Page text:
When the graphs are filtered to show only entities with three or more links, the resulting views (figure 9-11) show how marginal the Underground Railroad and anti-slavery societies were for the networks of Black activism. California and Maryland are isolated. For the Border States, only two men—David Jenkins and James Poindexter—show links to the UGRR. For people in the populations served by the Transnational groups, it is hard to assert that the Underground Railroad and anti-slavery groups did not play any role, yet in the graph the only connecting node is through the famed white abolitionist, John Brown. Brown only appears in the graph because of his role at the Chatham Convention (Ontario) on a single night not long before the raid on Harper’s Ferry. By contrast, the Pennsylvania and Northeastern regional communities are much denser, and invite additional scrutiny as they overlap in time very little. The Pennsylvania regional community might fairly be described as a graph of the national Black leadership in the 1830s, while the Northeastern graph contains the majority of the most well-known Black leaders, newspapers, and national conventions from the 1840s and 1850s. That is, these two graphs suggest that the shift from 1830s Pennsylvania to 1840s-1850s New York was driven by the simultaneous rise of Black conventions and newspapers adjacent to or separate from Underground Railroad or anti-slavery organizations.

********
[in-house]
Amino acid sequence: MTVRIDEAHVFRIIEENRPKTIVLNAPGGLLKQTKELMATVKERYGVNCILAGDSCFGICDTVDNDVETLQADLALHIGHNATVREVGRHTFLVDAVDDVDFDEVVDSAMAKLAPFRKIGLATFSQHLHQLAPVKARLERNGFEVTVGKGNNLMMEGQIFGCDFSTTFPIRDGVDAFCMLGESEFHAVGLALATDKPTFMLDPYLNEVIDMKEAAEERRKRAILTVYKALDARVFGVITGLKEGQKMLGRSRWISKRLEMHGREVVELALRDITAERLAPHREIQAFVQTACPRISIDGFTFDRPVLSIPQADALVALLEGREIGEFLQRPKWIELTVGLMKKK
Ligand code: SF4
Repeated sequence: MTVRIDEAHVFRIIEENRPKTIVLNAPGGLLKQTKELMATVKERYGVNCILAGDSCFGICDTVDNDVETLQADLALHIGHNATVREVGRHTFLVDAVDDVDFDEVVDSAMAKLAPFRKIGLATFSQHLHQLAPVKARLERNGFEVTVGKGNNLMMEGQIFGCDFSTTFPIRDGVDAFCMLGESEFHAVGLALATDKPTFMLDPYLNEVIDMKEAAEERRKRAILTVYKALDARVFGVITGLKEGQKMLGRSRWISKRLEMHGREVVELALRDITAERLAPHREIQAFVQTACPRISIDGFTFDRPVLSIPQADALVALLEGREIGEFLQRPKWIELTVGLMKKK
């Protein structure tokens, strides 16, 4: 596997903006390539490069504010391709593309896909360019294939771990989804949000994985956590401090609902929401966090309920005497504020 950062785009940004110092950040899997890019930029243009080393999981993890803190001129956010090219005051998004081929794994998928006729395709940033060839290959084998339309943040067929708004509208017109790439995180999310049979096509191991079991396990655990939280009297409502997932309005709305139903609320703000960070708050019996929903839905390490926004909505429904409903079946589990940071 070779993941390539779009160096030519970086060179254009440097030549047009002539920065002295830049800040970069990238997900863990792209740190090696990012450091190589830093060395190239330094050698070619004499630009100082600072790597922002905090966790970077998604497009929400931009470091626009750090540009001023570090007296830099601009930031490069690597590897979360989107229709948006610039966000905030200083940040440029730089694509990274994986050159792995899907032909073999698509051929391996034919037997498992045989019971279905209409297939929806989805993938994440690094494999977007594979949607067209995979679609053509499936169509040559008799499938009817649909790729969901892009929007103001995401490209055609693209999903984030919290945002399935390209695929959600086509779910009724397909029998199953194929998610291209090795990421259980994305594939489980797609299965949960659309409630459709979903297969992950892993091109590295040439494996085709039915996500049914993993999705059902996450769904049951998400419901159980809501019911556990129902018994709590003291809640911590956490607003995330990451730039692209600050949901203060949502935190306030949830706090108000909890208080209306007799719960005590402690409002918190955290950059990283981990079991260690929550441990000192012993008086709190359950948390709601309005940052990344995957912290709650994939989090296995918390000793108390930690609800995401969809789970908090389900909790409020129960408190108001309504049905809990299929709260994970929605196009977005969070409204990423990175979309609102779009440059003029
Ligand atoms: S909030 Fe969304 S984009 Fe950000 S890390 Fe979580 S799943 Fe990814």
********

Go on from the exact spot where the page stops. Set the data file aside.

Ultimately, the six communities described in this paper are not identical. Recognition of these regional differences pushes against flattening them into easily comparable units, but it also calls attention to the specific structures of nineteenth-century activist communities. Black leaders and activists created those communities in response to difference moments, contexts, and immediate or long-term needs. The shape and series of changes in each of the regional communities deserves far greater attention to gain greater understandings of the hemispheric and local contexts. Part of the work to be done involves more archival research in these arenas and their contemporaries—Black churches, Free Masons, schools, mutual aid societies, vigilance committees—as well as further inquiry in the archives of the Underground Railroad and anti-slavery networks.
That continuing work recalls one of the more common parliamentary gestures used in the Colored Conventions. During a meeting, participants would form committees and break out into separate discussions and tasks. Towards the end of a meeting, it would become time to reassemble and merge the various efforts into a larger, coherent, and heterogeneous collective body capable of surpassing any one of the committees. The meeting would then resolve itself into “A Committee of the Whole.” Perhaps this gesture might serve as a model for the next generation of digital histories of early Black organizing in the nineteenth-century United States.
Bacon, Jacqueline. Freedom’s Journal: The First African-American Newspaper. Lanham, MD: Lexington Books, 2007.
Blondel, Vincent D., Jean-Loup Guillaume, Renaud Lambiotte, and Etienne Lefebvre. “Fast Unfolding of Communities in Large Networks.” Journal of Statistical Mechanics: Theory and Experiment 2008, no. 10 (October 9, 2008). https://doi.org/10.1088/1742-5468/2008/10/P10008.
Gardner, Eric. Unexpected Places: Relocating Nineteenth-Century African American Literature. Jackson, MS: University Press of Mississippi, 2011.